In the wake of the 2010 Deepwater Horizon oil-rig explosion in the Gulf of Mexico that developed into the worst ever offshore U.S. oil spill, BP (NYSE:BP) was forced to divest itself of about $50 billion of assets in order to raise funds. As a result, BP is far weaker of a company than it formerly was, but it is still a behemoth in the business of oil and gas, and it is arguably undervalued compared to its large-cap energy peers.
Shares of BP are essentially flat over the last 12 months, but the company is still down over 31 percent since the Deepwater Horizon fiasco occurred in mid April of 2010. BP had also suspended its dividend shortly after those problems started, and did not start paying a dividend again until the first quarter of 2011, at which point it paid out a $0.42 quarterly dividend, or half of the $0.84 it paid out per quarter from mid 2008 until mid 2010. In 2012, BP increased its dividend twice and paid out a $0.54 dividend in the current quarter.
Last week, BP reached a $4.5 billion settlement with the U.S. federal government relating to potential criminal charges from the rig explosion and gulf oil spill. While this will only eliminate potential criminal liability, it is also now anticipated that a civil settlement is forthcoming. The trial over such claims is scheduled to begin on February 25, 2013, and though it may be postponed, it is likely that parties are working hard towards reaching a settlement in advance of that date.
BP has also had issues stemming from its Russian ventures, where it had difficulties with its partners and the government, but those too have recently come to a resolution. Earlier this quarter, BP sold its Russian venture stake in exchange for $12.3 billion in cash and a 20% stake in OAO Rosneft, an integrated oil company majority owned by the Russian government.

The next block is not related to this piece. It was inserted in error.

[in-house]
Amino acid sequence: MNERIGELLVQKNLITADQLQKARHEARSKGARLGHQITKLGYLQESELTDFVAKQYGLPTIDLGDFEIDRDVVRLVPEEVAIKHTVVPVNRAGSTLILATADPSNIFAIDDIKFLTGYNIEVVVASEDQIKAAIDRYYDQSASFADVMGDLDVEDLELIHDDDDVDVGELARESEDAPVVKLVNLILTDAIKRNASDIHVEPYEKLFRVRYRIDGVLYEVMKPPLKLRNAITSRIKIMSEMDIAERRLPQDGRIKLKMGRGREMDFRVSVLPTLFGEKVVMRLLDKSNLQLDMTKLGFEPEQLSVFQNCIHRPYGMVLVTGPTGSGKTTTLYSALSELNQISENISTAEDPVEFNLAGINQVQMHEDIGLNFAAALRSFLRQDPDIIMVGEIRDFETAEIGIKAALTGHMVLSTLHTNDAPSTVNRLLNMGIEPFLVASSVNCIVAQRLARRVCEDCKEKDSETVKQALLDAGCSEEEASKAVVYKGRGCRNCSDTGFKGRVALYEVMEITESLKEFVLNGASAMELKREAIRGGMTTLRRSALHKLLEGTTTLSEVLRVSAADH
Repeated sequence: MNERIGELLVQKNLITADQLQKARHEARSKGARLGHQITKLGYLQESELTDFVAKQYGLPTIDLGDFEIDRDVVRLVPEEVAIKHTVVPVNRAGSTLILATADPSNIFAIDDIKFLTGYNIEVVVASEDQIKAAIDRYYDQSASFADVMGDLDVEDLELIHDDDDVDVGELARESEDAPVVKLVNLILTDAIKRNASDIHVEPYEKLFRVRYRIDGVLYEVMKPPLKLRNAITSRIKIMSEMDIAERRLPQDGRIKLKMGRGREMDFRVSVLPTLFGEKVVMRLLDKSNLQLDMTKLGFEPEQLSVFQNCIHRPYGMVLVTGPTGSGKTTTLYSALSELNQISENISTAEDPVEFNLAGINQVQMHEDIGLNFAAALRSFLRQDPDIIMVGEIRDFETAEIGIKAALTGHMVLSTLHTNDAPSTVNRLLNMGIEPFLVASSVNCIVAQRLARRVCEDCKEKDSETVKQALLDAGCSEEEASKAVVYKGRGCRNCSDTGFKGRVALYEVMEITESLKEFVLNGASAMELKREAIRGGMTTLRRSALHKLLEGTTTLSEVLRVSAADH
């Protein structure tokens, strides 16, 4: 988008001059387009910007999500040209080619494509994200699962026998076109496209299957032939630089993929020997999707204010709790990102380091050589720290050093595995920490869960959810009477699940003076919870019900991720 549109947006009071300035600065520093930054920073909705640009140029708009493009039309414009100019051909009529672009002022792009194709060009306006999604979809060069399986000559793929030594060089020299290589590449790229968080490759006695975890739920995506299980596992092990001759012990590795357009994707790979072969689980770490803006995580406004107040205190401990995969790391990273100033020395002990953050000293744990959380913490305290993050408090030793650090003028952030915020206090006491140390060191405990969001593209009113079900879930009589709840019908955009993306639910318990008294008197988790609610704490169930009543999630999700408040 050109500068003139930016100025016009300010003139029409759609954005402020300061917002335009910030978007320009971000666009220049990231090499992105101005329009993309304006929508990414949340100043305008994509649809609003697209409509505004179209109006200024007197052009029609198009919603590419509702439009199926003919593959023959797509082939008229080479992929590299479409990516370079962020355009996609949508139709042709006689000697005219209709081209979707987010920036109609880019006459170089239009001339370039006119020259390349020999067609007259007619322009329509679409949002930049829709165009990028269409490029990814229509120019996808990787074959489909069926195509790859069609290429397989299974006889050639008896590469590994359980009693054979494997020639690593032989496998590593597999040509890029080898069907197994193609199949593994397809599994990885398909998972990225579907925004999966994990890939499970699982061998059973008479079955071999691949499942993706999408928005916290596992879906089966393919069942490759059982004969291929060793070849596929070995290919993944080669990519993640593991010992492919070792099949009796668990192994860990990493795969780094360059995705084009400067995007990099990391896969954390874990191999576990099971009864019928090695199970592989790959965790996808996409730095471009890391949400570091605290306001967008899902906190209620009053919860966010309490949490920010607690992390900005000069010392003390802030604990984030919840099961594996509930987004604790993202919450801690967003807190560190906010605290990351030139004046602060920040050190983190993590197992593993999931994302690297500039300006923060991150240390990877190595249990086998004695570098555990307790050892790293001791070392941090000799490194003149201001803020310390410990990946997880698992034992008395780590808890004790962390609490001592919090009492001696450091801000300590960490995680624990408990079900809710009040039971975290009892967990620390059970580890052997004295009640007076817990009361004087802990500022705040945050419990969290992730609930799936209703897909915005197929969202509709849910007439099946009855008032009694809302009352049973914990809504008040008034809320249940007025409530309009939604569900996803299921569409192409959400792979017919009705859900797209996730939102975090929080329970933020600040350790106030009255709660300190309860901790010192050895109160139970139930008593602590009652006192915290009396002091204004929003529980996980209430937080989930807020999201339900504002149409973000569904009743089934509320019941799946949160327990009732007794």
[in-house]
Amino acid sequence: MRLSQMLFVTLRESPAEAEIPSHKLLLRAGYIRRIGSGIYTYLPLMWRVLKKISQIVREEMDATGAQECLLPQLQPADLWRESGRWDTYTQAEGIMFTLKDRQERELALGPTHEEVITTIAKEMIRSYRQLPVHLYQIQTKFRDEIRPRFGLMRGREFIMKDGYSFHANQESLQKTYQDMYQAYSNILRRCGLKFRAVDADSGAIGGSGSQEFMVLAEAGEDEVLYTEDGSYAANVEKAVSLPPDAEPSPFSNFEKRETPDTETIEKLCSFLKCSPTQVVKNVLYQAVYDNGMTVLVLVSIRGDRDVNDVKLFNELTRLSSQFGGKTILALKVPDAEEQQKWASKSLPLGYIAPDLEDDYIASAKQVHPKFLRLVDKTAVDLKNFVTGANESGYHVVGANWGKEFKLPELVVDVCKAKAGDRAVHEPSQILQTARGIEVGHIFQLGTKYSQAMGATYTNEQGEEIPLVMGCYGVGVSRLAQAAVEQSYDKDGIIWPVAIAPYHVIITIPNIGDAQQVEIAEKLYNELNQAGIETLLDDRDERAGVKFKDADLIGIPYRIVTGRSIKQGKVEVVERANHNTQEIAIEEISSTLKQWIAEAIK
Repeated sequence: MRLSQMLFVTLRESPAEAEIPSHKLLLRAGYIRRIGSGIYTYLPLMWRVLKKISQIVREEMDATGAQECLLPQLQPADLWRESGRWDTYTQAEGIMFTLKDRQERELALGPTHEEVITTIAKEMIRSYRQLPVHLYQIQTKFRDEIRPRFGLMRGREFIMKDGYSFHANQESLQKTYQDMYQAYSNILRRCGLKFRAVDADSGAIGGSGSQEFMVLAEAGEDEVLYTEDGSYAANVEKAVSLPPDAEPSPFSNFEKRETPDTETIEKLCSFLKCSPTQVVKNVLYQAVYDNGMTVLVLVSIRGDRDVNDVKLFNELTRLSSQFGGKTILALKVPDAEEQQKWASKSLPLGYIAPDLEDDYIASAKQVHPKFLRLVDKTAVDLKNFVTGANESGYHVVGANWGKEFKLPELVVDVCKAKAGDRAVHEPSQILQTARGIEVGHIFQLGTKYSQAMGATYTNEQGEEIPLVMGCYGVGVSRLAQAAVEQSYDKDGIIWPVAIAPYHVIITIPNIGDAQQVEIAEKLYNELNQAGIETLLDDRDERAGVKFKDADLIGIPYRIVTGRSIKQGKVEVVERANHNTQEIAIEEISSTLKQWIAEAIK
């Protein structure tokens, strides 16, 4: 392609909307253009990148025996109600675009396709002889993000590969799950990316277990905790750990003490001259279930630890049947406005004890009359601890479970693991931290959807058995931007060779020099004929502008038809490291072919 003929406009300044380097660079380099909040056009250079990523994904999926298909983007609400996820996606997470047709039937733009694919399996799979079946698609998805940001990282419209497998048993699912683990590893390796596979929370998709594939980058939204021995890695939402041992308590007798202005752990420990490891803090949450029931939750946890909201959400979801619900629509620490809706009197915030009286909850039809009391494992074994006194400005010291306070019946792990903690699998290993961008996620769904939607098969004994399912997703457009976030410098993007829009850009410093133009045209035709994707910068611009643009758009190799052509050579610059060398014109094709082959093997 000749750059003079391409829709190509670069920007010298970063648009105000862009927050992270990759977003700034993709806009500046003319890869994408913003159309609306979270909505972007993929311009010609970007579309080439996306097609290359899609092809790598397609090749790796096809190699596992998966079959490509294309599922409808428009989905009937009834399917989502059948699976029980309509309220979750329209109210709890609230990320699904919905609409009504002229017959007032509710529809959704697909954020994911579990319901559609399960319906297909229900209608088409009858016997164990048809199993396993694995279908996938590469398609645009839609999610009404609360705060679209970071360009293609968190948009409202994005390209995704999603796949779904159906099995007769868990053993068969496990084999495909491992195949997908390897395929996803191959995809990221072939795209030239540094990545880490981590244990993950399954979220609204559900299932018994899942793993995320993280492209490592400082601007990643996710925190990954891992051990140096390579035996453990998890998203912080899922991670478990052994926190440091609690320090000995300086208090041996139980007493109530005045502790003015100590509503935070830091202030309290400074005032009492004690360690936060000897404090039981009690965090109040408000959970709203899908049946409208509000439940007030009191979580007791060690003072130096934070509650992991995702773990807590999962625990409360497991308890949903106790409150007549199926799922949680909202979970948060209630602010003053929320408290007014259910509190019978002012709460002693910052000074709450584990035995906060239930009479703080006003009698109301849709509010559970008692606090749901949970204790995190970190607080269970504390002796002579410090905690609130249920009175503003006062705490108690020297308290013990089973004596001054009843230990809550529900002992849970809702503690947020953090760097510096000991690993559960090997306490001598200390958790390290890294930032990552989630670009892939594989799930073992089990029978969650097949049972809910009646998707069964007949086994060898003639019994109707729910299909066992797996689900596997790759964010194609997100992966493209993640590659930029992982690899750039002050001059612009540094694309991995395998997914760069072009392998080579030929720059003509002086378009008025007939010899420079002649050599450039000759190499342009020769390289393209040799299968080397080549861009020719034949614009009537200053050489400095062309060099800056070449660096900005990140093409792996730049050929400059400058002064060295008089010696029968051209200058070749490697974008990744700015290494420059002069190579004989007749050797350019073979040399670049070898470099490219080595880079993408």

Even after selling $50 Billion worth of assets in a buyers market, BP is still the fourth-largest oil company that is not majority owned by a sovereign power, with a market valuation of about $130 billion. The only energy peers that are larger are Exxon Mobil (NYSE:XOM), the largest such entity with a market valuation of around $400 billion, as well as Royal Dutch Shell (NYSE:RDS.A) and Chevron (NYSE:CVX), both of which are currently valued at slightly over $200 billion.
BP's expected liabilities and the company's need to divest itself of assets in a fire-sale manner have resulted in a considerably lesser valuation that these peers. BP has a lower P/E ratio than the above-mentioned large-cap peers, though it should be expected that BP's asset sales would result in lesser revenue and earnings in the future. Moreover, even though BP's dividend is about 64% of its pre-spill payout, it already has a higher yield than its peers.
Another valuation distinction is that BP's oil and gas reserves are currently valued at a considerably lower appraisal price than are its peer's assets. BP's oil and gas reserves are valued at $7.07 a barrel, which is less than half of the $14.41 that European peer Shell's reserves are valued at, and about 43 percent of the $16.42 at which Exxon's reserves are valued. A large part of the difference is clearly based on the premise that a good chunk of BP's assets were and may still be for sale, resulting in discounted appraising, while the assets of its main competitors are not.